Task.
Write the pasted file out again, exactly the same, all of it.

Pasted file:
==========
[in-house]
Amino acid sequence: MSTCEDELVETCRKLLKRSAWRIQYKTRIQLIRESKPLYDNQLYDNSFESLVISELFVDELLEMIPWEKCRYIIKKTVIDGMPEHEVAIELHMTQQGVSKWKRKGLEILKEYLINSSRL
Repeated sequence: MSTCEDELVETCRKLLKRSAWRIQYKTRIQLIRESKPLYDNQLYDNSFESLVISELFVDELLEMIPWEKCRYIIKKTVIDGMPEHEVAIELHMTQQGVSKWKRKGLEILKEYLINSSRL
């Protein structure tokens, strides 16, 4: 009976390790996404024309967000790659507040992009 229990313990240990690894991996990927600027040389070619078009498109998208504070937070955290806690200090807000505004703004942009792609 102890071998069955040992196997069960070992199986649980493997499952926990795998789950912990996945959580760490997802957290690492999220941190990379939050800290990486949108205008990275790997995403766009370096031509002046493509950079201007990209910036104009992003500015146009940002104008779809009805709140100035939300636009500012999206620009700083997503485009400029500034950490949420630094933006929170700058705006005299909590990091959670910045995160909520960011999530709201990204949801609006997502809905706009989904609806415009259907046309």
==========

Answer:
[in-house]
Amino acid sequence: MSTCEDELVETCRKLLKRSAWRIQYKTRIQLIRESKPLYDNQLYDNSFESLVISELFVDELLEMIPWEKCRYIIKKTVIDGMPEHEVAIELHMTQQGVSKWKRKGLEILKEYLINSSRL
Repeated sequence: MSTCEDELVETCRKLLKRSAWRIQYKTRIQLIRESKPLYDNQLYDNSFESLVISELFVDELLEMIPWEKCRYIIKKTVIDGMPEHEVAIELHMTQQGVSKWKRKGLEILKEYLINSSRL
């Protein structure tokens, strides 16, 4: 009976390790996404024309967000790659507040992009 229990313990240990690894991996990927600027040389070619078009498109998208504070937070955290806690200090807000505004703004942009792609 102890071998069955040992196997069960070992199986649980493997499952926990795998789950912990996945959580760490997802957290690492999220941190990379939050800290990486949108205008990275790997995403766009370096031509002046493509950079201007990209910036104009992003500015146009940002104008779809009805709140100035939300636009500012999206620009700083997503485009400029500034950490949420630094933006929170700058705006005299909590990091959670910045995160909520960011999530709201990204949801609006997502809905706009989904609806415009259907046309």